Canadian federal election, 1963

Canadian federal election, 1963

Infobox Election
election_name = Canadian federal election, 1963
country = Canada
type = parliamentary
ongoing =no
party_colour =
previous_election = Canadian federal election, 1962
previous_year = 1962
next_election = Canadian federal election, 1965
next_year = 1965
seats_for_election = 265 seats in the 26th Canadian Parliament
election_date = April 8, 1963
next_mps = 27th Canadian Parliament
previous_mps = 25th Canadian Parliament



colour1 =
leader1 =Lester B. Pearson
leader_since1 =1958
party1 =Liberal Party of Canada
leaders_seat1 =Algoma East
last_election1 =99
seats1 =128
seat_change1 =+29
popular_vote1 =3,276,995
percentage1 =41.52%
swing1 =+4.55%



colour2 =
leader2 =John Diefenbaker
leader_since2 =1956
party2 =Progressive Conservative Party of Canada
leaders_seat2 =Prince Albert
last_election2 =116
seats2 =95
seat_change2 =-21
popular_vote2 =2,582,322
percentage2 =32.72%
swing2 =-4.50%



colour4 =
leader4 =Robert N. Thompson
leader_since4 =1961
party4 =Social Credit Party of Canada
leaders_seat4 =Red Deer
last_election4 =30
seats4 =24
seat_change4 =-6
popular_vote4 =940,703
percentage4 =11.92%
swing4 =+0.32%



colour5 =
leader5 =Tommy Douglas
leader_since5 =1961
party5 =New Democratic Party
leaders_seat5 =Burnaby—Coquitlam
last_election5 =19
seats5 =17
seat_change5 =-2
popular_vote5 =1,044,701
percentage5 =13.24%
swing5 =-0.33%

map_

map_size =
map_caption =

title = PM
before_election = John Diefenbaker
before_party = Progressive Conservative Party of Canada
after_election = Lester B. Pearson
after_party = Liberal Party of Canada

The Canadian federal election of 1963 was held on April 8 to elect members of the Canadian House of Commons of the 26th Parliament of Canada. It resulted in the defeat of the minority Progressive Conservative (Tory) government of Prime Minister John Diefenbaker.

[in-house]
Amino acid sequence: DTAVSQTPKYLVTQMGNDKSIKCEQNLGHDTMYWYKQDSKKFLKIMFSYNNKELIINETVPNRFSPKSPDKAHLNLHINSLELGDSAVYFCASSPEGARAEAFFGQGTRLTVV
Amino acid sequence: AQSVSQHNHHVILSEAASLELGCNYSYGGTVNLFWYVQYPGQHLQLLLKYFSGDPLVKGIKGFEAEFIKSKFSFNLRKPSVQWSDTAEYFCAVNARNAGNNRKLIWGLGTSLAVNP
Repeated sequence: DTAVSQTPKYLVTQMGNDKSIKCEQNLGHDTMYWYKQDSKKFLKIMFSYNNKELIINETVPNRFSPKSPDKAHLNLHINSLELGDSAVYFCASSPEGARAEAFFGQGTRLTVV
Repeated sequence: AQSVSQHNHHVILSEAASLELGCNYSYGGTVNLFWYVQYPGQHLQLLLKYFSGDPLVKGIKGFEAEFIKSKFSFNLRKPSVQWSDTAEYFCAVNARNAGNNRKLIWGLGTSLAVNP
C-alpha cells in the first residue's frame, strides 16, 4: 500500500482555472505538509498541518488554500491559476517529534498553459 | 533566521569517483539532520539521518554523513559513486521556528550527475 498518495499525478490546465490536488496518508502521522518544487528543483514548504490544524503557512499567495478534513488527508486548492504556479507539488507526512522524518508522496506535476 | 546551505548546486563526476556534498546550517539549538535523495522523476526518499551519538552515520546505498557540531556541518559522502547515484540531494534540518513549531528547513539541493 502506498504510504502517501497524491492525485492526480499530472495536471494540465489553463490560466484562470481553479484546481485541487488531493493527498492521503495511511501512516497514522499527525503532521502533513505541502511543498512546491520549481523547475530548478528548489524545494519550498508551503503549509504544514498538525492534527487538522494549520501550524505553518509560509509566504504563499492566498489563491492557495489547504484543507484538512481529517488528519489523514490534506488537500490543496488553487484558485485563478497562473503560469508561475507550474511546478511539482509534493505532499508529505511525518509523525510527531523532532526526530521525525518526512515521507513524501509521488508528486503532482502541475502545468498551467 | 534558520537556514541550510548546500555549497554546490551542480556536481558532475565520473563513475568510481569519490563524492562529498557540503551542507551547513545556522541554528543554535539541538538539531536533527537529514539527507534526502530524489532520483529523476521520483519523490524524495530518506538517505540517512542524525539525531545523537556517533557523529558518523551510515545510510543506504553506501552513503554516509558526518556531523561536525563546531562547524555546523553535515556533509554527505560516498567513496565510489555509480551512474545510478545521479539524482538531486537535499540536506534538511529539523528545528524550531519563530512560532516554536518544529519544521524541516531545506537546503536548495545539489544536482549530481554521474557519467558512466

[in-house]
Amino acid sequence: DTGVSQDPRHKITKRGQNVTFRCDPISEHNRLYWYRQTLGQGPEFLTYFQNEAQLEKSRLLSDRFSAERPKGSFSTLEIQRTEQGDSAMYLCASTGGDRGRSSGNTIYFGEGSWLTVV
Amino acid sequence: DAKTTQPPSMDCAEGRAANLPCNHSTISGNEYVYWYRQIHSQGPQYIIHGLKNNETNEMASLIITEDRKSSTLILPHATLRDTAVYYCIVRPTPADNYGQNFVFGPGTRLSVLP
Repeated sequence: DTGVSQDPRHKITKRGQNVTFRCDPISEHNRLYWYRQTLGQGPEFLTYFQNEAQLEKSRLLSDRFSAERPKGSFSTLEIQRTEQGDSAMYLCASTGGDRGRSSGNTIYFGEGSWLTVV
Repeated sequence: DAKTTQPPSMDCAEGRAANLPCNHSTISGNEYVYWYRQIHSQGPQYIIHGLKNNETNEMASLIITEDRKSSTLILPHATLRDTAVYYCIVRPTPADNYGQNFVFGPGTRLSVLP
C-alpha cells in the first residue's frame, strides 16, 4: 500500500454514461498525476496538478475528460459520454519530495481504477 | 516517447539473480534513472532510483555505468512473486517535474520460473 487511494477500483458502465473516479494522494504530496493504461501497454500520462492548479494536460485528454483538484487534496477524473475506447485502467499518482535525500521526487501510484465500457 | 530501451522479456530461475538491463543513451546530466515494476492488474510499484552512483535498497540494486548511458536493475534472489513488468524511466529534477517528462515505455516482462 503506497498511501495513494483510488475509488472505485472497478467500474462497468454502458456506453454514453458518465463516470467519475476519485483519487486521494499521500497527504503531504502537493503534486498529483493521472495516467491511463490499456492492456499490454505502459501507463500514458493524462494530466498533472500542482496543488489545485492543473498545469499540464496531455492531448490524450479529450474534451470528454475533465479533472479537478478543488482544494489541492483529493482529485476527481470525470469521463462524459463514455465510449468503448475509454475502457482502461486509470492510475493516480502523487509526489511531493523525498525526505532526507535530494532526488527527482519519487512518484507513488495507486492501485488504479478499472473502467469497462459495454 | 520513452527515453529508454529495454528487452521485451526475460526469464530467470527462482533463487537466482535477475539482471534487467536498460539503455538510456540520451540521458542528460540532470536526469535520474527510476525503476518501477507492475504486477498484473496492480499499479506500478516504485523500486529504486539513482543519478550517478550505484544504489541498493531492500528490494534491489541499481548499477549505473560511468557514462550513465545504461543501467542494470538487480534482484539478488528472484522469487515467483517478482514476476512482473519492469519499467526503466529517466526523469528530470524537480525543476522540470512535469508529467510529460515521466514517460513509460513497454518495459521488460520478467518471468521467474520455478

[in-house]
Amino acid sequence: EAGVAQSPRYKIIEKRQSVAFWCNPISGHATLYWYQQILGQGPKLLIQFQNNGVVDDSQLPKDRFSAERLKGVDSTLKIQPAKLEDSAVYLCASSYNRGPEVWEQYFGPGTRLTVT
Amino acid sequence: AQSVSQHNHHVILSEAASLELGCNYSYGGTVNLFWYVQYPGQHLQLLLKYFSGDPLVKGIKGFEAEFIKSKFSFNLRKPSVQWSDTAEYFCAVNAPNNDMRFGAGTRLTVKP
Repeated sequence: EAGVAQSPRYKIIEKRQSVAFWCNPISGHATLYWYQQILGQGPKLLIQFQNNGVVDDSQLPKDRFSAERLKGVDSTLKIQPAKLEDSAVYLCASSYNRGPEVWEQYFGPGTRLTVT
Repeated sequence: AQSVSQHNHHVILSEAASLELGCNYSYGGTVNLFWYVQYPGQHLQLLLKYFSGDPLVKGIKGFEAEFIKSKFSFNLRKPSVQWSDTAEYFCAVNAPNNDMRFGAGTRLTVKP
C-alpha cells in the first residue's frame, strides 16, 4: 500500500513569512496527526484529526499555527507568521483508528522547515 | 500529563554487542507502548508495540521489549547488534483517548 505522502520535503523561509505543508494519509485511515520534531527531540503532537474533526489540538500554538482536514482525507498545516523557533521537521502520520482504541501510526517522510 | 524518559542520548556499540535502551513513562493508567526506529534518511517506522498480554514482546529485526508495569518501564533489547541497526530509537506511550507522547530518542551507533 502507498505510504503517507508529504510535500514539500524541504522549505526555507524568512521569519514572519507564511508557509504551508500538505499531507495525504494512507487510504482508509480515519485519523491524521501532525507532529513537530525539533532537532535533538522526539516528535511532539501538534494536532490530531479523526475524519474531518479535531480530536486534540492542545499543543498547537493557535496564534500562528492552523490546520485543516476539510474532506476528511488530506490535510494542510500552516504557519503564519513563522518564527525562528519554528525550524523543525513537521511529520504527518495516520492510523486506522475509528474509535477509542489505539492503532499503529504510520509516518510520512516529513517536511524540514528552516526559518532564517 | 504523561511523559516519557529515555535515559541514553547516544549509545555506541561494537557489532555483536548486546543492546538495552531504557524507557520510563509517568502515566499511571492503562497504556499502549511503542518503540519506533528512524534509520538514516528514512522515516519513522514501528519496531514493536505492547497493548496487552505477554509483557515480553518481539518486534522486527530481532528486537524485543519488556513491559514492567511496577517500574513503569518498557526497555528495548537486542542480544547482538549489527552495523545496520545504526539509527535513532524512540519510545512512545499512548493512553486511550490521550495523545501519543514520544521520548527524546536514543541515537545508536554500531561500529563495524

During the Tories' last year in office, members of the Diefenbaker's Cabinet attempt to remove him from the leadership of the party, and therefore from the Prime Minister's office. In addition to concern within the party about Diefenbaker's mercurial style of leadership, there had been a serious split in party ranks over the issue of stationing American nuclear missiles (see Bomarc missile) on Canadian soil for protection from possible Soviet attack. Diefenbaker and his allies opposed this proposal, while many other Conservatives and the opposition Liberal Party were in favour. Minister of National Defence Douglas Harkness resigned from Cabinet on February 4, 1963, because of Diefenbaker's opposition to accepting the missiles. The next day, the government lost two non-confidence motions on the issue, prompting the election.

The Liberal Party of Lester Pearson ran on a platform promising that, if elected, they would begin their term with "60 Days of Decision" on questions such as introducing a new Canadian flag, reforming health care, and a public pension plan, along with other legislative reforms.

Despite winning 41% of the vote, which is usually sufficient for ensuring the election of a majority government, the Liberals fell seven seats short of their target. The Liberals formed a minority government that was dependent on the support of the social democratic New Democratic Party (NDP) in order to pass legislation.

The NDP had been formed in 1961 by another social democratic party, the Co-operative Commonwealth Federation, and by the Canadian Labour Congress. The 1963 election was the second vote contested by the NDP. The party won slightly fewer votes, and two fewer seats, than they had received in the 1962 election. They were again disappointed by the failure of their new partnership with the labour movement to produce an electoral breakthrough, particularly in the province of Ontario, which has the largest population and the largest number of seats in the House of Commons.

Social Credit was unable to increase its representation in western Canada, and lost four of its Quebec seats. The continuing lop-sided result led to a split in the party when Thompson refused to step aside so that Caouette could become party leader. Caouette and his followers left the Social Credit Party to sit as a separate social credit caucus, the "Ralliement des créditistes".

National results

Notes:

* The party did not nominate candidates in the previous election.

x - less than 0.005% of the popular vote

Results by province

*xx - less than 0.05% of the popular vote

ee also

*26th Canadian Parliament

External links

* [http://www.histori.ca/prodev/article.do?id=15381 A Sordid Affair, by Norman Hillmer]


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